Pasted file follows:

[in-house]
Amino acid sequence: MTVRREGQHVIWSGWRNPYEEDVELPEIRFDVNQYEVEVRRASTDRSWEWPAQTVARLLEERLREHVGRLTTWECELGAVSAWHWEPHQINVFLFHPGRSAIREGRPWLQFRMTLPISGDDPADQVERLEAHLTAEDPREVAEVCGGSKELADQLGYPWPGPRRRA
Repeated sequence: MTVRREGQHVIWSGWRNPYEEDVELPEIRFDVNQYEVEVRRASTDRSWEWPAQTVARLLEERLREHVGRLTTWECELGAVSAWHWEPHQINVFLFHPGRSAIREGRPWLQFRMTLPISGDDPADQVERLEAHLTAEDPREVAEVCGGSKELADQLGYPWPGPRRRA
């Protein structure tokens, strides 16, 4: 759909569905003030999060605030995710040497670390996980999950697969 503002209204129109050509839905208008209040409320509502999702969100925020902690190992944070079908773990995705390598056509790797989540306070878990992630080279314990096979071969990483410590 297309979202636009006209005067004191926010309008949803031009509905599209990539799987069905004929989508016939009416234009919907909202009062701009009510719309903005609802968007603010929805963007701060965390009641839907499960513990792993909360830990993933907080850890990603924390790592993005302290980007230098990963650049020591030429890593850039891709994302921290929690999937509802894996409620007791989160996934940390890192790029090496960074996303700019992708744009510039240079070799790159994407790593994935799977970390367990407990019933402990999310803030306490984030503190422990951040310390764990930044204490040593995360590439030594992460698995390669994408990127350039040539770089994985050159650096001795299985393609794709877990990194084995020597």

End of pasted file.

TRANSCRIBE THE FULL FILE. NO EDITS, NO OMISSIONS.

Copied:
[in-house]
Amino acid sequence: MTVRREGQHVIWSGWRNPYEEDVELPEIRFDVNQYEVEVRRASTDRSWEWPAQTVARLLEERLREHVGRLTTWECELGAVSAWHWEPHQINVFLFHPGRSAIREGRPWLQFRMTLPISGDDPADQVERLEAHLTAEDPREVAEVCGGSKELADQLGYPWPGPRRRA
Repeated sequence: MTVRREGQHVIWSGWRNPYEEDVELPEIRFDVNQYEVEVRRASTDRSWEWPAQTVARLLEERLREHVGRLTTWECELGAVSAWHWEPHQINVFLFHPGRSAIREGRPWLQFRMTLPISGDDPADQVERLEAHLTAEDPREVAEVCGGSKELADQLGYPWPGPRRRA
């Protein structure tokens, strides 16, 4: 759909569905003030999060605030995710040497670390996980999950697969 503002209204129109050509839905208008209040409320509502999702969100925020902690190992944070079908773990995705390598056509790797989540306070878990992630080279314990096979071969990483410590 297309979202636009006209005067004191926010309008949803031009509905599209990539799987069905004929989508016939009416234009919907909202009062701009009510719309903005609802968007603010929805963007701060965390009641839907499960513990792993909360830990993933907080850890990603924390790592993005302290980007230098990963650049020591030429890593850039891709994302921290929690999937509802894996409620007791989160996934940390890192790029090496960074996303700019992708744009510039240079070799790159994407790593994935799977970390367990407990019933402990999310803030306490984030503190422990951040310390764990930044204490040593995360590439030594992460698995390669994408990127350039040539770089994985050159650096001795299985393609794709877990990194084995020597």